In March 2009, Condoleeza Rice returned to Stanford University as a political science professor and the Thomas and Barbara Stephenson Senior Fellow on Public Policy at the Hoover Institution.
Portions of the discussion include:
"Unless you were there, in a position of responsibility after Sept. 11, you cannot possibly imagine the dilemmas you faced in trying to keep America safe. If you were there in a position of authority and watched Americans jump out of 80 story buildings because these murderous tyrants went after innocent people, then you were determined to do anything that you could, that was legal, to prevent that from happening."However, the word legal is a point of contention. Historian Alfred McCoy, appearing on Democracy Now! on Friday, said the following:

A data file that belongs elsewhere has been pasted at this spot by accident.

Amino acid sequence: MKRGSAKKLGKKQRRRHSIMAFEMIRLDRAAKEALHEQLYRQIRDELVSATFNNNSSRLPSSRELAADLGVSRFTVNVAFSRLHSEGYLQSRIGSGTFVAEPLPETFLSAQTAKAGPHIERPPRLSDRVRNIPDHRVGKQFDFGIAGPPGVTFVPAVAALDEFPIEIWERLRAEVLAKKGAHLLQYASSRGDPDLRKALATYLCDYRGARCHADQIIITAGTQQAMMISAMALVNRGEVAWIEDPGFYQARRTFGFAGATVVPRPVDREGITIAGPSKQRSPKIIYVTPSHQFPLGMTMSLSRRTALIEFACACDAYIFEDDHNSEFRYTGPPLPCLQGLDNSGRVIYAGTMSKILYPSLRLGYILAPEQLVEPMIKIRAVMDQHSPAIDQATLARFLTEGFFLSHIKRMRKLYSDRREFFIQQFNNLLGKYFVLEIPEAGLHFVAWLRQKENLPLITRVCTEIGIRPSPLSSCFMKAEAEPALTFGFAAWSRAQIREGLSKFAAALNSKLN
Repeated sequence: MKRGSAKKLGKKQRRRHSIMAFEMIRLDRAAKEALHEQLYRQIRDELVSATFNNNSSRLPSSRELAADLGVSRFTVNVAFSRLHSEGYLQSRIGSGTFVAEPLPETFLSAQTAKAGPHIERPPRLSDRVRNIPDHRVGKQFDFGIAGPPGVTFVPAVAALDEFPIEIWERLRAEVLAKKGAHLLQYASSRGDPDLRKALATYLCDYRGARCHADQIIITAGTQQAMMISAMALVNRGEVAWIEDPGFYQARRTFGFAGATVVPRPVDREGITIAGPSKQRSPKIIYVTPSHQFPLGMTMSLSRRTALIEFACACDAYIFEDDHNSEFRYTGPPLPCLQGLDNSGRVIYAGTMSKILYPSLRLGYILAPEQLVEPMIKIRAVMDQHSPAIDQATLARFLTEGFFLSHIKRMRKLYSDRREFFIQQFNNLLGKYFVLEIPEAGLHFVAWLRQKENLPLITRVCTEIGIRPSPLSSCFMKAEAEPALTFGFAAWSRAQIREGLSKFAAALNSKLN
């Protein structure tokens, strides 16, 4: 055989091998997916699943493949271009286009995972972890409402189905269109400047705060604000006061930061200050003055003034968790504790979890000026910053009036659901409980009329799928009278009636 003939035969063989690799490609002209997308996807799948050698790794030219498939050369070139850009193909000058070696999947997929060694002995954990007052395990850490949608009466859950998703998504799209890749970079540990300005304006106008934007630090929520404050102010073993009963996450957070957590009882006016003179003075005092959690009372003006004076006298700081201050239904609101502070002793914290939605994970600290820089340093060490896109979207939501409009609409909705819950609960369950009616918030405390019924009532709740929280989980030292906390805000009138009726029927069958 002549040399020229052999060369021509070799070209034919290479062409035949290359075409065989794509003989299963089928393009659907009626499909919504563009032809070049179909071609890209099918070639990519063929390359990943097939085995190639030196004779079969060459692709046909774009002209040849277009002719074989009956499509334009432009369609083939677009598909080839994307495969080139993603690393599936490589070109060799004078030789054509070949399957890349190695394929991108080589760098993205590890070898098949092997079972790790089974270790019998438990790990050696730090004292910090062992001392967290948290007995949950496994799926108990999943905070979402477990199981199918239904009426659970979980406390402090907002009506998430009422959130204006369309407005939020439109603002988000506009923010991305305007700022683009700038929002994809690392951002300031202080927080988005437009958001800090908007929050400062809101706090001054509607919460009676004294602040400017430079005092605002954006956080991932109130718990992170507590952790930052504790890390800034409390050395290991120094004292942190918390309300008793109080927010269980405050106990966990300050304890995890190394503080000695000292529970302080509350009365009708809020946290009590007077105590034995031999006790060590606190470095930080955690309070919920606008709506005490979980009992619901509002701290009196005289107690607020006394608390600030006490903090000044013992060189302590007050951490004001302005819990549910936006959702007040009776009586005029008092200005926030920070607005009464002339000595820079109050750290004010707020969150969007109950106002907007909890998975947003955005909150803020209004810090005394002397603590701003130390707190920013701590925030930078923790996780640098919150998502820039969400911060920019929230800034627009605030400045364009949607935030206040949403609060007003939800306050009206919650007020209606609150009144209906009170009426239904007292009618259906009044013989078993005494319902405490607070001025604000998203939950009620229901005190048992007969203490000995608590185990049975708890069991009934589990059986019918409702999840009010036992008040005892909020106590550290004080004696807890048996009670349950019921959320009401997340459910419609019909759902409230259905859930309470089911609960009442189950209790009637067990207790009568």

Two points. First of all, waterboarding is torture under US law, because it constitutes a death threat. OK? It’s a threat to die by drowning. Alright? So, one, waterboarding is torture. President Obama is correct. It’s a violation of law, and all of those that ordered it should be prosecuted for violations of federal statutes.When asked if waterboarding was torture, Rice said:
Second point, her argument that you had to be there, because the nation was at risk, that’s the argument that every Latin American military dictator made for brutal torture and summary executions, arguing that the communists, the barbarians were at the gate, and therefore extreme measures were qualified. That’s impunity. Every Latin American dictatorship, every Latin American nation that emerges from dictatorship finds the same argument: we had to do it because the nation was at risk. That’s how you get impunity.
"The president instructed us that nothing we would do would be outside our legal obligations. We were told, nothing that violates our obligation under the convention against torture.Watch the video of the exchange:
"By defintion, if it was authorized by the president, it did not violate our obligations."